Gary Eichten interviewed Garrison Keillor today at the State Fair.
MPR Photo/Jeffrey Thompson
While Midday generally presents two distinct topics each hour, each day, sometimes the conversation from the first hour bleeds into the second.
For instance, today Gary Eichten interviewed economist Chris Farrell in the 11 o'clock hour, and Garrison Keillor in the second. Lo and behold, Keillor's first question from the audience was an economic one.
Mike from Minneapolis asked how Keillor thought English majors could contribute to the health of the economy.
Here's Keillor's response:
They can take themselves out of the economy by writing poetry. Poetry has no economic impact whatsoever - very little money ever changes hands. And so you become a neutral force in the economy.
And poets have very little expectation of prosperity - they do it for the love of what they're doing, and that's not a bad place to start. I think that if you were advising young people going out into the job market, in this very tough job market, I'd say find something that you're passionate about, regardless of what the prospects are. Do what you are passionate about and stay interested in it and it will work out for you some how, one way or another. Because there's unemployment among lawyers for Heaven's sake, there's unemployment among MBA's, so why go the practical route?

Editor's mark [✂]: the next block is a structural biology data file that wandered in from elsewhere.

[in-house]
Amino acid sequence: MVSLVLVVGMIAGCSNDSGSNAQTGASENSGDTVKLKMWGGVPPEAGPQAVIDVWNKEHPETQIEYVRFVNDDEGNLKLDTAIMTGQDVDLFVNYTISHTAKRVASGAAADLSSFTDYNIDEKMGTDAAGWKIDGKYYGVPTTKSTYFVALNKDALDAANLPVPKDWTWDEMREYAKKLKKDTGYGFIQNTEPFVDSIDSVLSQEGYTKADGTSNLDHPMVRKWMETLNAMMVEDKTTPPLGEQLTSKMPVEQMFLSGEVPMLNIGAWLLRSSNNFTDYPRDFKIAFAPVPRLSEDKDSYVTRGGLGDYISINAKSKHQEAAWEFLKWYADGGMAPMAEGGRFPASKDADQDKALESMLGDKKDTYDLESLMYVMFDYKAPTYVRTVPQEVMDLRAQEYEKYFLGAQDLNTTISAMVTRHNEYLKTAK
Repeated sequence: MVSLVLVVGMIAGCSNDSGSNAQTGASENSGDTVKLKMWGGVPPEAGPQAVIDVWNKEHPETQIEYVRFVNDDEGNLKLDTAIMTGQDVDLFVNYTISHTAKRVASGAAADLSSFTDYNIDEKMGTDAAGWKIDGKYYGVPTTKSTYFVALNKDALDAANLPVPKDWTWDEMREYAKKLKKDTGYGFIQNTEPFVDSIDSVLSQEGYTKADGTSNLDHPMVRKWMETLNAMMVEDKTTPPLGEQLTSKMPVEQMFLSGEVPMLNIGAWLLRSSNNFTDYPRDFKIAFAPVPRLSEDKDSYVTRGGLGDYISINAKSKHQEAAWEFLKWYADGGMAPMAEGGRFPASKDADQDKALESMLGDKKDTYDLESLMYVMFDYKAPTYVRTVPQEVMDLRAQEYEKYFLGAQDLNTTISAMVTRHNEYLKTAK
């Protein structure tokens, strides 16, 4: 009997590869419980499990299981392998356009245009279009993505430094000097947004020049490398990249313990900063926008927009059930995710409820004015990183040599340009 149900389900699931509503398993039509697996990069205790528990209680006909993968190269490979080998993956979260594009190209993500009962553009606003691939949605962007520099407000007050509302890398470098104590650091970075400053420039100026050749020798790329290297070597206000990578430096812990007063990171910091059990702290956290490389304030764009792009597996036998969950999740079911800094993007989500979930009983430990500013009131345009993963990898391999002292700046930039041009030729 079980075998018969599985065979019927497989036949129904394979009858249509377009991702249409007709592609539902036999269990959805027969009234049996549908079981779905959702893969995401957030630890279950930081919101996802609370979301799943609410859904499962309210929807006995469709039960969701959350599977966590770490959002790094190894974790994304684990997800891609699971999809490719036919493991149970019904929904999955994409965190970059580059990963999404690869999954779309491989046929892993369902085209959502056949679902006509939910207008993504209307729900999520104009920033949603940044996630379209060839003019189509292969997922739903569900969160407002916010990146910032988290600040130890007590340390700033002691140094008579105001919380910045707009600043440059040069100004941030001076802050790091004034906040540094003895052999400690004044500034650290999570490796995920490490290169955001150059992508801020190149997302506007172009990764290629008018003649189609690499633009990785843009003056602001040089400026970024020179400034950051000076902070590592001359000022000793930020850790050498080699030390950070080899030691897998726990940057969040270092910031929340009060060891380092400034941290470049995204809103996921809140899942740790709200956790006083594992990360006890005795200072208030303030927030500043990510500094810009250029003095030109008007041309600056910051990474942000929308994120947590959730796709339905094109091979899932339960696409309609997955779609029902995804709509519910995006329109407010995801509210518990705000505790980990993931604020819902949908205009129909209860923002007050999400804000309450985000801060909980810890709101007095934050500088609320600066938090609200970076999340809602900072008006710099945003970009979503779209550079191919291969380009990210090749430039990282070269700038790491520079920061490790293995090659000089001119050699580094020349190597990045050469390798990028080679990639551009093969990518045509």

Do you agree with Keillor? Share your thoughts in the comments section.
And here's the audio from the entire hour with Keillor:
I get Mr. Keillor's point, but for crying out loud I need to pay my rent. It's not going to work out for me "some how, one way or another," unless he's talking about writing poetry from a homeless shelter with the hope that I get noticed. Nobody's going to pay any attention to me unless I'm online and have a Twitter account. Oh, and I have to be linked in too! Keillor could have managed it in his youth, when things were a lot easier for young people. Today? Piffle.